The range of applicable state unemployment tax rates varies from year to year depending on the reserves the state has in its UTF account to pay future benefits. When the economy is strong, trust fund balances increase because there are more employers paying taxes on more employees’ wages while fewer benefit payments are made. If the state’s trust fund account balance exceeds certain levels, the range of applicable rates decreases in the following year because less revenue needs to be raised. When the economy declines, trust fund balances decrease; benefit payments go up as layoffs increase and tax revenue decreases as fewer employers pay unemployment taxes on fewer employees’ wages. If the state’s trust fund account balance drops below specified levels, the range of applicable rates increases in the next year so that more funds will be collected to pay for benefits. Thus, not only will state unemployment tax rates vary from employer to employer based on their experience with unemployment, they will also vary from year to year based on the state’s reserves in the UTF.


UI is, as its name implies, a social insurance program paid as a matter of right to all individuals who meet its requirements. If a state runs out of funds to pay benefits, states may borrow from the federal government in order to continue to meet their obligations to all eligible unemployed workers.17 Federal advances accrue interest under certain circumstances. Since states may not use trust fund dollars to pay this interest, many states assess a separate tax on employers to cover this cost. Also, in general, should a state have outstanding federal advances at the beginning of two consecutive calendar years, its employers’ FUTA tax credit begins to be reduced, with the additional revenue being used to pay back the federal debt. States may avoid or limit the credit reduction if certain requirements are met.18


Maintaining sufficient reserves of benefit funding is essential in order to mitigate the likelihood of large fluctuations in employers’ state UI tax liability from year to year, and especially large increases as the economy recovers from a recession. Sustained insolvency results in marked increases in employers’ total unemployment-related costs: the schedule of applicable state tax rates increases and/or a solvency add-on tax may be triggered, additional state taxes to pay interest may be assessed, and net federal unemployment taxes may increase to pay down the outstanding federal advances to the state to pay benefits.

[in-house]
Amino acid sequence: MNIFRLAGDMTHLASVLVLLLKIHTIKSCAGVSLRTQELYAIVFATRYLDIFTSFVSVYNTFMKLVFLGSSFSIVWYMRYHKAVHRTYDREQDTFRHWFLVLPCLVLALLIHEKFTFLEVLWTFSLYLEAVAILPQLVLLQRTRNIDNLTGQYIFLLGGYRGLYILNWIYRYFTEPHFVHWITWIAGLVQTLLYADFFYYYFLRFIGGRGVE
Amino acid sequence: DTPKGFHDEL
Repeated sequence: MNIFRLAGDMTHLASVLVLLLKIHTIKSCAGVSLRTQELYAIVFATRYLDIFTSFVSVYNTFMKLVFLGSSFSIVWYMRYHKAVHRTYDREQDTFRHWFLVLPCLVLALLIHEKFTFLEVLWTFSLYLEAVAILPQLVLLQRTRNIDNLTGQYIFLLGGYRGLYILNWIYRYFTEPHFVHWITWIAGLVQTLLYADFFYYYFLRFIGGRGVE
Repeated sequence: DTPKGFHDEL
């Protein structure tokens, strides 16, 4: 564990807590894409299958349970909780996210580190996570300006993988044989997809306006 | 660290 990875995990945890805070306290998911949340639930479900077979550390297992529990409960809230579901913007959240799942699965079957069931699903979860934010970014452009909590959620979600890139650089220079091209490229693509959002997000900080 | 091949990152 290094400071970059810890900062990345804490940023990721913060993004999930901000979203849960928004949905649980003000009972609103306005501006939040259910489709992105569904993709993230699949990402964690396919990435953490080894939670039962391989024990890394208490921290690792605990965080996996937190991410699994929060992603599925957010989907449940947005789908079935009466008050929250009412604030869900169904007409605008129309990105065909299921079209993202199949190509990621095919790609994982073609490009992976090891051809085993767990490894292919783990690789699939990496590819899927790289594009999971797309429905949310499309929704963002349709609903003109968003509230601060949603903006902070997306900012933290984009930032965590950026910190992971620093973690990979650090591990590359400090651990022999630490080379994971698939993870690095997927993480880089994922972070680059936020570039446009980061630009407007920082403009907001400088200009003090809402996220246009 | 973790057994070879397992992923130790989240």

Solvency is an important objective, but there are no requirements for it in federal law.19 Nonetheless, states have been encouraged to forward-fund their accounts in the UTF. The Average High Cost Multiple (AHCM) measures state solvency. Using data from the most recent three recessions to determine high benefit costs in a state, the AHCM measures how long the state could pay benefits when the payment levels are high, given the current balance in the state’s account in the UTF. It is recommended that states maintain trust fund balances sufficient to pay benefits for one year at recessionary levels.20 However, since states have great latitude when designing their UI tax structure and the revenue it is expected to yield, some states have opted to follow more of a “pay as you go” model that keeps employer taxes low but does not generate enough revenue to build significant reserves for use during the next economic downturn. As explained above, this can result in greater volatility in the state and federal unemployment tax payments that employers make.